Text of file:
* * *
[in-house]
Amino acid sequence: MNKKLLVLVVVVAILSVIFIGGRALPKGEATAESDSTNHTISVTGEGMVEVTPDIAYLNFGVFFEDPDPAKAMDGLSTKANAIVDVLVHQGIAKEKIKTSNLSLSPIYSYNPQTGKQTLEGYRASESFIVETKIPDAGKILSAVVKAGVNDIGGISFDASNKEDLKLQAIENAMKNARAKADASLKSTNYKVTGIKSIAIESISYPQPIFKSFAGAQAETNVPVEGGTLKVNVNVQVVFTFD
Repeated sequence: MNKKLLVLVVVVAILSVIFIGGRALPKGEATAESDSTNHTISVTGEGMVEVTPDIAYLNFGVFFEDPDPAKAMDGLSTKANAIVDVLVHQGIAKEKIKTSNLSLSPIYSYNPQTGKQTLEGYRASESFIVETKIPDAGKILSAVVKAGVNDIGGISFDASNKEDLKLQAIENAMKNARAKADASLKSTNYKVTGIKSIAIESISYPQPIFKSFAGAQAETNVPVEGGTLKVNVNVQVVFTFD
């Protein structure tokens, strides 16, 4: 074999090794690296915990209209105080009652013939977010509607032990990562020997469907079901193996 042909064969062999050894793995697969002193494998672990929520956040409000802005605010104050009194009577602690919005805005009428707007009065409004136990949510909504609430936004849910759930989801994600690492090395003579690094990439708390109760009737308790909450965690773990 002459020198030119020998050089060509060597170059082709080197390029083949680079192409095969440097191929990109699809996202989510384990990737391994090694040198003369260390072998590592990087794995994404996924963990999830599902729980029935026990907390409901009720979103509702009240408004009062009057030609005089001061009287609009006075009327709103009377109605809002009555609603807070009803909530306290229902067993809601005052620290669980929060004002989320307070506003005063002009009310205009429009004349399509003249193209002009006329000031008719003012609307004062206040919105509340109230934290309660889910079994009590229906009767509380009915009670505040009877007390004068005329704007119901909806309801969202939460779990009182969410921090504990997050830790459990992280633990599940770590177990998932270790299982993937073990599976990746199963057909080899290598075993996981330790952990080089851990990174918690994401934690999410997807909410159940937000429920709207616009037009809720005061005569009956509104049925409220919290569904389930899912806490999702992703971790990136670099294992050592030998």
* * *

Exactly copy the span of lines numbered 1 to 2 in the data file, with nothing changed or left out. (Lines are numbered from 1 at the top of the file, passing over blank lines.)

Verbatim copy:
[in-house]
Amino acid sequence: MNKKLLVLVVVVAILSVIFIGGRALPKGEATAESDSTNHTISVTGEGMVEVTPDIAYLNFGVFFEDPDPAKAMDGLSTKANAIVDVLVHQGIAKEKIKTSNLSLSPIYSYNPQTGKQTLEGYRASESFIVETKIPDAGKILSAVVKAGVNDIGGISFDASNKEDLKLQAIENAMKNARAKADASLKSTNYKVTGIKSIAIESISYPQPIFKSFAGAQAETNVPVEGGTLKVNVNVQVVFTFD